Embracing the complexity of real American people

November 15th, 2016

Since Donald Trump's surprise victory — and I was among those surprised — numerous good posts and commentaries have appeared exploring it from different angles.

Amidst all the insightful noise, however, two of the best pieces have appeared from the keyboard of a single writer: Charlie Camosy.

Charlie Camosy

Camosy teaches ethics and theology at Fordham University in the Bronx. Among his many gifts, Camosy possesses the genuine gift of helping liberals and conservatives talk well with each other around divisive issues — see, for example, his books Beyond the Abortion Wars and For Love of Animals.

The first piece I commend to your consideration is Camosy's November 11 post at Crux: Trump's election was a monstrous defeat for the pro-life movement.

Even more of a splash, however, has been caused by Camosy's November 9 piece in the Washington Post, Trump won because college-educated Americans are out of touch. In addition to garnering upwards of 1,800 comments on the Post's site, it has been widely shared on Facebook, generally appreciatively.

Rather than tell you all the reasons I think this article is good — like its explaining to me why I was so surprised Trump won — I just recommend that you click on the link above and read it.

Moreover, Camosy has received many emails from thoughtful folks since writing the piece. He has shared a couple of them on Facebook, sans names of course. I include them below, mainly because of the way they show real, thoughtful, complex American people. They reveal people not accounted for in liberals' pre-election narratives about people in the "flyover states." Yet, as Camosy frames them, and as I offer them here, they constitute an invitation for all of us to embrace the complexity of a spectrum of real American lives, to see the goodness, irreducibility, particularity that is there. Wherever we fall on the right-left political spectrum, real people, God's real children living in a complex and messy world, invite our embrace. They summon us toward a politics that seeks means for such embrace.

Camosy: I've received a number of thoughtful e-mails (some critical) in response to my piece in the Post yesterday, but this one I just received is tops:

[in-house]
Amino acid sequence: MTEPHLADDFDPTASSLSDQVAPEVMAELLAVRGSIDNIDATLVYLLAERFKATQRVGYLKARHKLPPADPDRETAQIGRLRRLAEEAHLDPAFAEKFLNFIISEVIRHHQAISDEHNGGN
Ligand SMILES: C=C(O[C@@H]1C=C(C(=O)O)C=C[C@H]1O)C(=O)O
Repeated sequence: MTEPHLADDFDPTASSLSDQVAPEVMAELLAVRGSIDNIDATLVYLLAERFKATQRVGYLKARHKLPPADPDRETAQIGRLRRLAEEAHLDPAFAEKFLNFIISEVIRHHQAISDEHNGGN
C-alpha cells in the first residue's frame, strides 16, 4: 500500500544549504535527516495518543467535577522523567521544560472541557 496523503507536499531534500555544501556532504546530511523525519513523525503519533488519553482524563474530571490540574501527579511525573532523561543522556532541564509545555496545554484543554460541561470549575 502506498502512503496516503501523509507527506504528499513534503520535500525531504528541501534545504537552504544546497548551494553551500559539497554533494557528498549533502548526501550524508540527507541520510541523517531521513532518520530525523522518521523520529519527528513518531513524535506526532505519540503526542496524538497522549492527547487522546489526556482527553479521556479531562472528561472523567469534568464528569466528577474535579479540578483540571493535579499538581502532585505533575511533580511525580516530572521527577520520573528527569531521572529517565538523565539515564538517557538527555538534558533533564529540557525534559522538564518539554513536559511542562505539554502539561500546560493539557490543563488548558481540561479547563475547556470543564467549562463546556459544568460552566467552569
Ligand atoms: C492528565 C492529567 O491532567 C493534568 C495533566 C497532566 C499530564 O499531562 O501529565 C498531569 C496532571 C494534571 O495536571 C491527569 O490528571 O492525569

"I just finished reading your article. This is probably the best description that I have read about the election. I work at the Jeep assembly factory in Toledo Ohio. I have been here for 22 years. The way you described the difference between those of us that are not “educated” and those that are is right on the money. We look at the world in a different way. Being a union member and a third generation Jeep worker I have always taken the election very serious. I am a registered Republican and a conservative Christian. This election was very difficult for me. I never really could get behind either of the candidates. In the end it came down to who would protect my personal liberties and help to fight and create jobs for the future. Mrs. Clinton had much experience in politics but I didn’t feel secure that she would be the best for us. Many lifelong democrats that work here feel the same way. The whole 2 party system is not what we feel works anymore. Thank you for putting to words what I have been feeling. On a side note, my daughter is a freshman at OSU this year and this has been an eye opener for her. The protests and arguing on campus has been nuts. She has a hard time understanding how students, a majority of them, have never had a fulltime job, paid taxes, served in the military, or worried about the economy going down to the point they were laid off or lost their job. She grew up in a house that was always dependent on the economy. She knows why you save your money. She knows to budget your lifestyle. I am sending her a copy of your article as I feel it will help her on campus to understand where others with a different view are coming from. Thanks again."